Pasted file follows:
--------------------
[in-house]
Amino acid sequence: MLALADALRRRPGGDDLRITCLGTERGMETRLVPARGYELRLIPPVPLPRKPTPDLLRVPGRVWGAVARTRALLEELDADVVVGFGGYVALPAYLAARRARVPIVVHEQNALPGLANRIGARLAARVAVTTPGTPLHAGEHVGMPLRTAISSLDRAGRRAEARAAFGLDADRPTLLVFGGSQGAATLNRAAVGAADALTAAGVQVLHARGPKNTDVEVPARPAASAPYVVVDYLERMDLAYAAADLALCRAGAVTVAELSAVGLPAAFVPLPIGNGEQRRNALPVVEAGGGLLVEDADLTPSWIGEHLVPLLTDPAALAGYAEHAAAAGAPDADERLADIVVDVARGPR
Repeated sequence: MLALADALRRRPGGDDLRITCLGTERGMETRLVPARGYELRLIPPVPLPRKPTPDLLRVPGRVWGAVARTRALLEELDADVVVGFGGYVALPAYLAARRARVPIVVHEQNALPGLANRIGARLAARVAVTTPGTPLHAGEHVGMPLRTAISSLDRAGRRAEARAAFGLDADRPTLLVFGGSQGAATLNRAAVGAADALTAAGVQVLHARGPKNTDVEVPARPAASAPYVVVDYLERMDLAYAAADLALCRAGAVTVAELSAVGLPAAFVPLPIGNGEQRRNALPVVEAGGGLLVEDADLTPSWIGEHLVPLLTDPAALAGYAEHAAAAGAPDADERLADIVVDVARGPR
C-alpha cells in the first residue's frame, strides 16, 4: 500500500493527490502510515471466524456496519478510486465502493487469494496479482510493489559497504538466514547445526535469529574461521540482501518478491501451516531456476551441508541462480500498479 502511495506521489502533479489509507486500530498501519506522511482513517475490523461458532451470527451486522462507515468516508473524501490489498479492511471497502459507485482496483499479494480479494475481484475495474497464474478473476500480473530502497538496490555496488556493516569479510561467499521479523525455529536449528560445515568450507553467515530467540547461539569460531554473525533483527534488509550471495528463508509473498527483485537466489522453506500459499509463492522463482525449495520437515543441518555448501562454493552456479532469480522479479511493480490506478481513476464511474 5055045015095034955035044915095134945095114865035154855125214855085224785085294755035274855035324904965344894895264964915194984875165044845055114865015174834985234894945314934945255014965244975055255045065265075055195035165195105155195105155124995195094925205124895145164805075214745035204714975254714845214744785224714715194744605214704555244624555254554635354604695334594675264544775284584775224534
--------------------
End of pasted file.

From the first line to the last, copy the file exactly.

[in-house]
Amino acid sequence: MLALADALRRRPGGDDLRITCLGTERGMETRLVPARGYELRLIPPVPLPRKPTPDLLRVPGRVWGAVARTRALLEELDADVVVGFGGYVALPAYLAARRARVPIVVHEQNALPGLANRIGARLAARVAVTTPGTPLHAGEHVGMPLRTAISSLDRAGRRAEARAAFGLDADRPTLLVFGGSQGAATLNRAAVGAADALTAAGVQVLHARGPKNTDVEVPARPAASAPYVVVDYLERMDLAYAAADLALCRAGAVTVAELSAVGLPAAFVPLPIGNGEQRRNALPVVEAGGGLLVEDADLTPSWIGEHLVPLLTDPAALAGYAEHAAAAGAPDADERLADIVVDVARGPR
Repeated sequence: MLALADALRRRPGGDDLRITCLGTERGMETRLVPARGYELRLIPPVPLPRKPTPDLLRVPGRVWGAVARTRALLEELDADVVVGFGGYVALPAYLAARRARVPIVVHEQNALPGLANRIGARLAARVAVTTPGTPLHAGEHVGMPLRTAISSLDRAGRRAEARAAFGLDADRPTLLVFGGSQGAATLNRAAVGAADALTAAGVQVLHARGPKNTDVEVPARPAASAPYVVVDYLERMDLAYAAADLALCRAGAVTVAELSAVGLPAAFVPLPIGNGEQRRNALPVVEAGGGLLVEDADLTPSWIGEHLVPLLTDPAALAGYAEHAAAAGAPDADERLADIVVDVARGPR
C-alpha cells in the first residue's frame, strides 16, 4: 500500500493527490502510515471466524456496519478510486465502493487469494496479482510493489559497504538466514547445526535469529574461521540482501518478491501451516531456476551441508541462480500498479 502511495506521489502533479489509507486500530498501519506522511482513517475490523461458532451470527451486522462507515468516508473524501490489498479492511471497502459507485482496483499479494480479494475481484475495474497464474478473476500480473530502497538496490555496488556493516569479510561467499521479523525455529536449528560445515568450507553467515530467540547461539569460531554473525533483527534488509550471495528463508509473498527483485537466489522453506500459499509463492522463482525449495520437515543441518555448501562454493552456479532469480522479479511493480490506478481513476464511474 5055045015095034955035044915095134945095114865035154855125214855085224785085294755035274855035324904965344894895264964915194984875165044845055114865015174834985234894945314934945255014965244975055255045065265075055195035165195105155195105155124995195094925205124895145164805075214745035204714975254714845214744785224714715194744605214704555244624555254554635354604695334594675264544775284584775224534